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Theses Doctoral

Feathers, Beads and False Dichotomies: Indigenizing Urban Aboriginal Child Welfare in Canada

Schiffer, Jeffrey J.

This dissertation explores historical processes and daily practices of indigenization within the context of British Columbia's model for delegating Aboriginal agencies for child and family services. This research draws from historical data, examining the ways in which contemporary indigenization within Aboriginal child welfare is shaped by Canada's colonial past- most notably, the historical relationship between the Indian Residential School System and Aboriginal child welfare in Canada. Grounded in indigenous methodologies, research practice, and critical theory, this dissertation queries indigenization within the Pacific Aboriginal Child Welfare Association (PACWA). This dissertation explores the complexity of the urban setting in which PACWA operates, providing case studies of daily practices of indigenization within the association, considering the roles of Aboriginal Elders and Knowledge Keepers throughout this process, and arguing for the need to reframe urban Aboriginal child welfare in Canada. This dissertation asserts that Indigenization at PACWA is making significant differences in the lives of children and families involved in Aboriginal child welfare and that Aboriginal families continue to have their children removed at alarming rates most often because they are living in the aftermath of colonization, amidst contemporary conditions that continue to marginalize Aboriginal peoples. Indigenization is a process that can and is being achieved within the context of child welfare in British Columbia today. It is a process connected to Aboriginal sovereignty, self-government, identity and mainstream-Aboriginal relations. It is also a process that is making significant impacts in the lives of those connected to Aboriginal child welfare (Aboriginal and otherwise), while simultaneously being challenged by the structural inequalities and political eddies that continue to marginalize urban Aboriginal peoples. This research demonstrates that successful indigenization practice, at the level of large organizations such as PACWA, requires that various levels of Canadian government view them as true partners in a project of decolonization and indigenization. This requires a recognition and honouring of history and diversity of Aboriginal peoples in Canada, validated by means of mutual respect and sharing power.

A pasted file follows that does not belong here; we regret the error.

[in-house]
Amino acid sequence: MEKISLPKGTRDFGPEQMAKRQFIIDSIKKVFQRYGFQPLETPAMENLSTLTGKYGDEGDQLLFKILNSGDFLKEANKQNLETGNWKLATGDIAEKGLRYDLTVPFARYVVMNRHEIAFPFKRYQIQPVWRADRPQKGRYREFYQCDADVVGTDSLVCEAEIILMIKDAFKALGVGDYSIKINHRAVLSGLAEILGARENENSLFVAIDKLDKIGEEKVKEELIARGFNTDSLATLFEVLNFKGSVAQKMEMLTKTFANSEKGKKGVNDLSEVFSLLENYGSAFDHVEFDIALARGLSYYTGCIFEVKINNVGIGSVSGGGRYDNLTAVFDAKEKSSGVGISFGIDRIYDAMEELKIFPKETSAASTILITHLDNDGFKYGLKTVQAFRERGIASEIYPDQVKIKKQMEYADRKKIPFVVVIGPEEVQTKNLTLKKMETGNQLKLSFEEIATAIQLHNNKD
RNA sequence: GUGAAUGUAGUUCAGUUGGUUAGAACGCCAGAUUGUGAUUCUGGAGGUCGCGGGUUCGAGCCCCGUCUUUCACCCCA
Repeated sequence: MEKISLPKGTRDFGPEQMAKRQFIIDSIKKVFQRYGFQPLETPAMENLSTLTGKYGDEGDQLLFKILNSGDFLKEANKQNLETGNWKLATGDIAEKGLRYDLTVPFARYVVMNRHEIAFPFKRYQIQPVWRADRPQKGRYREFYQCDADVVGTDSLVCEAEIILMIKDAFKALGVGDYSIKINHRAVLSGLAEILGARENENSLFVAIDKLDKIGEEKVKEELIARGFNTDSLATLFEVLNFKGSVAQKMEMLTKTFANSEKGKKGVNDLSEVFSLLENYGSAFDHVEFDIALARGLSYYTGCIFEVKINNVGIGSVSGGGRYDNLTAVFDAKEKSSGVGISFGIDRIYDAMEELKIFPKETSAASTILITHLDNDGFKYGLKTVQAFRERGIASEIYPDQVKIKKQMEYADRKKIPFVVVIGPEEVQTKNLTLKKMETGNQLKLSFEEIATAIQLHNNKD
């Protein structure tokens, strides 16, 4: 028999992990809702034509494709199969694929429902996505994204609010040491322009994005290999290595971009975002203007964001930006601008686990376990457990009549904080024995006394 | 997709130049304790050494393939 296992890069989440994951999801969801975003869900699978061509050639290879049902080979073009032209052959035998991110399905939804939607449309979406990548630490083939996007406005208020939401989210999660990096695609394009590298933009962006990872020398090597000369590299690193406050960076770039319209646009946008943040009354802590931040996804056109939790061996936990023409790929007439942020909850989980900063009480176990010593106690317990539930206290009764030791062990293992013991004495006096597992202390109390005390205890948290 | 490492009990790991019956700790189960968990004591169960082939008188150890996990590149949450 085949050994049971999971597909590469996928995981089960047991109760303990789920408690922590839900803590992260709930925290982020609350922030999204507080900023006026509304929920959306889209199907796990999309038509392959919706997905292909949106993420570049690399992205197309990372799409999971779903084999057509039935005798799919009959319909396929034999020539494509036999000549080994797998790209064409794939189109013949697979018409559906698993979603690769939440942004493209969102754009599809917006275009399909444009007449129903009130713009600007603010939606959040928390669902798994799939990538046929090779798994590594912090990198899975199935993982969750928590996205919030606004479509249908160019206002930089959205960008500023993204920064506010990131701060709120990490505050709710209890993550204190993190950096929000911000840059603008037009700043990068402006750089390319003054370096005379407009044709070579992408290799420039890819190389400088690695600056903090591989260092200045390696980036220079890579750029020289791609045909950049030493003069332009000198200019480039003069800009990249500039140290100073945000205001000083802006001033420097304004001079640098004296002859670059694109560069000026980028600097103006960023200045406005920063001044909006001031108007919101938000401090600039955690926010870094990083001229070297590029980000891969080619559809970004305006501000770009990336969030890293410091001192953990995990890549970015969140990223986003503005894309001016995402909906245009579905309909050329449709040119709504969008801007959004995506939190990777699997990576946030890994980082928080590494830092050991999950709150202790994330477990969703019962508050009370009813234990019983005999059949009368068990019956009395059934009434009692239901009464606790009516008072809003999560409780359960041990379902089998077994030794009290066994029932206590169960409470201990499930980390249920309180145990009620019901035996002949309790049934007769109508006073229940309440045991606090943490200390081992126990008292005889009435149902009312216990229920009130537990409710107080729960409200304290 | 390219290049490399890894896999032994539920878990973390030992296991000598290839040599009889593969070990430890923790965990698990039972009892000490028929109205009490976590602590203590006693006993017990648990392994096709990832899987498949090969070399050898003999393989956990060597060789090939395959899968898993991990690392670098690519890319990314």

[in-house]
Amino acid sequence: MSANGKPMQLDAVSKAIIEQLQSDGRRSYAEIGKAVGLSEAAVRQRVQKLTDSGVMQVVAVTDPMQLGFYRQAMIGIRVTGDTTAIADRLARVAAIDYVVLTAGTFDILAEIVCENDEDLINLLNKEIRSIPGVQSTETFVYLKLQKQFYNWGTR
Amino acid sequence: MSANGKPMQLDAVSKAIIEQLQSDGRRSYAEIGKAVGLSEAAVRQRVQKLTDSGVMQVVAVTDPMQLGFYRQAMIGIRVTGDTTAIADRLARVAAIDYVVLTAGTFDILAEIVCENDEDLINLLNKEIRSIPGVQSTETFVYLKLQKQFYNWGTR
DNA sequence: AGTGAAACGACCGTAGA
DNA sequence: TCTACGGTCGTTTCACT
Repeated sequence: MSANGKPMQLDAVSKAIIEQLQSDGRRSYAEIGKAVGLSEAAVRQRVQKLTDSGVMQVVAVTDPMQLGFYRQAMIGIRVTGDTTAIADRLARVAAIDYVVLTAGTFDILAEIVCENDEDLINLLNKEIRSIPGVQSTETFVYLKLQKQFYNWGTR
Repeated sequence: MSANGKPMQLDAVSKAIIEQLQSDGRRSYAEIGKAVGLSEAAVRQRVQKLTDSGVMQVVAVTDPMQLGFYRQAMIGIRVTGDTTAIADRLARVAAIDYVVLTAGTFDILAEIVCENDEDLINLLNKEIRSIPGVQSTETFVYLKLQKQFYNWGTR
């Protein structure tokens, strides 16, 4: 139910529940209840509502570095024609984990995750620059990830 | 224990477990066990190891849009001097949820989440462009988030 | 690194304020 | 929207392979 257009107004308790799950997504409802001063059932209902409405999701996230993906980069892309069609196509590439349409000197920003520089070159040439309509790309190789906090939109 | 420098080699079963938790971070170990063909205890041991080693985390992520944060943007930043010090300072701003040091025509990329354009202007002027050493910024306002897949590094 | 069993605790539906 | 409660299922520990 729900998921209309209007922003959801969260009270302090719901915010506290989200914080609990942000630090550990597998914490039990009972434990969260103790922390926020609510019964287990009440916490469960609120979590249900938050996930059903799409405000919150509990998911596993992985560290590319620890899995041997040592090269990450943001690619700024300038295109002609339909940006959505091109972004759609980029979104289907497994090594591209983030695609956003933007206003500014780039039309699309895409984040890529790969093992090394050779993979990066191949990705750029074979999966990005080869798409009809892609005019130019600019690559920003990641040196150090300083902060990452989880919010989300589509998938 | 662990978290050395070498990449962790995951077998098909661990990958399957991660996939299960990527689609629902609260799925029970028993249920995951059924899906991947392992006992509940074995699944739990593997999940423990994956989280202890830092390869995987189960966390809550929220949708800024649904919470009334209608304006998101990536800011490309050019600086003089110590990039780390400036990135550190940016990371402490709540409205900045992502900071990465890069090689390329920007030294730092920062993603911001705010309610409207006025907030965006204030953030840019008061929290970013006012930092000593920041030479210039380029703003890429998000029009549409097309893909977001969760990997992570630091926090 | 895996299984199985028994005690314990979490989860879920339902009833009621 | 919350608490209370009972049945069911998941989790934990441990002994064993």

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More About This Work

Academic Units
Anthropology and Education
Thesis Advisors
Varenne, Herve H.
Degree
Ph.D., Columbia University
Published Here
September 24, 2014
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